In the following description and claims, the term "coupled" along with its derivatives, may be used. "Coupled" is used to indicate that two or more elements co-operate or interact with each other, but they may or may not have intervening physical or electrical components between them.

As used in the claims, unless otherwise specified, the use of the ordinal adjectives "first", "second", "third", etc., to describe a common element, merely indicate that different instances of like elements are being referred to, and are not intended to imply that the elements so described must be in a given sequence, either temporally, spatially, in ranking, or in any other manner.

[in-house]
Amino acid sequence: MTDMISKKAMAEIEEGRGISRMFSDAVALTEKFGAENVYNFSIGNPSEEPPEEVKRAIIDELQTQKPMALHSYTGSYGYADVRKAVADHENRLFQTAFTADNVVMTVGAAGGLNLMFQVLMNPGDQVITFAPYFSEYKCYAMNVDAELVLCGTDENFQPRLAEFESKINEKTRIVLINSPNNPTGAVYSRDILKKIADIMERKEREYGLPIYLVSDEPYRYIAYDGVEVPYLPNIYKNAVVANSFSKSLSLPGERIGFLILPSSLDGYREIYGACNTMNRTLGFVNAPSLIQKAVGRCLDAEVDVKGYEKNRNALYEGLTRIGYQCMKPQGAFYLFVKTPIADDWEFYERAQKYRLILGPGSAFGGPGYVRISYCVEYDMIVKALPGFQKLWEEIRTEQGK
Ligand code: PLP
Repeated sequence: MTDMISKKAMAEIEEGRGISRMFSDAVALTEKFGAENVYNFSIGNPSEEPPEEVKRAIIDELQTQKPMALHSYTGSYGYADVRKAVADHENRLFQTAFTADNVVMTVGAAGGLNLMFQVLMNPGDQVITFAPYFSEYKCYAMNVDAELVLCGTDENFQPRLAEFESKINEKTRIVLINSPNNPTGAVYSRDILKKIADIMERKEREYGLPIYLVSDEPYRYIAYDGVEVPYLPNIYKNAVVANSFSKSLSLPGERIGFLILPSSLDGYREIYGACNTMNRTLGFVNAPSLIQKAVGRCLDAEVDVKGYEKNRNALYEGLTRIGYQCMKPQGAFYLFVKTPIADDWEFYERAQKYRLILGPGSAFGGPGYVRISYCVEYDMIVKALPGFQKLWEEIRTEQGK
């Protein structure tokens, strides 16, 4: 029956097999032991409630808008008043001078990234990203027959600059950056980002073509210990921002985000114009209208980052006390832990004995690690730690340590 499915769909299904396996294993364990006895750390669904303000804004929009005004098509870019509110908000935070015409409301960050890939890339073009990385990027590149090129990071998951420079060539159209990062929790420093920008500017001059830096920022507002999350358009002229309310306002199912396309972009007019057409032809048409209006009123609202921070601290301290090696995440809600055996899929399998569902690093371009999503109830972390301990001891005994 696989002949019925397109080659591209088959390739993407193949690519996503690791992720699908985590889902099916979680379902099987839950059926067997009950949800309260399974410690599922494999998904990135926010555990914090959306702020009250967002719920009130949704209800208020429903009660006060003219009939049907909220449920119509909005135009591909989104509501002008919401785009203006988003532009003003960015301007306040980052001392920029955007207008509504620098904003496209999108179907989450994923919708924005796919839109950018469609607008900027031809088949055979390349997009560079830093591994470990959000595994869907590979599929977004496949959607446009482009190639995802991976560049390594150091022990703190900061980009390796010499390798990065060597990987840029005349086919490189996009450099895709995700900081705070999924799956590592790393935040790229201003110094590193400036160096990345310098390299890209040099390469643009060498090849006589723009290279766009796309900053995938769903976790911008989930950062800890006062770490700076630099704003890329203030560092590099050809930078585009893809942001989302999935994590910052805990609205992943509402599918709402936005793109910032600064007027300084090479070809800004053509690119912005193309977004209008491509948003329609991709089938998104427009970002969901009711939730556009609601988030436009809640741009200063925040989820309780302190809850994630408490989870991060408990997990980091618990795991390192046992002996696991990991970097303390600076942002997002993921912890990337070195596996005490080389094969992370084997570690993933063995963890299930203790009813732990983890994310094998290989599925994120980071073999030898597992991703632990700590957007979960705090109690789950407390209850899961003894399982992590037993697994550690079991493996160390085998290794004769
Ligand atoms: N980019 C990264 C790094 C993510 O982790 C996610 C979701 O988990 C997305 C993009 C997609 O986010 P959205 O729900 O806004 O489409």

The drawings and the forgoing description give examples of embodiments. Those skilled in the art will appreciate that one or more of the described elements may well be combined into a single functional element. Alternatively, certain elements may be split into multiple functional elements. Elements from one embodiment may be added to another embodiment. For example, the speci ic location of elements as shown and described herein may be changed and are not limited to what is shown. Moreover, the actions of any flow diagram need not be implemented in the order shown; nor do all of the acts necessari ly need to be performed. Also, those acts that are not dependent on other acts may be performed in parallel with the other acts. The scope of embodiments is by no means limited by these specific examples. Numerous variations, whether explicitly given in the specification or not, such as differences in structure, dimension, and use of material, are possible. The scope of embodiments is at least as broad as given by the following claims.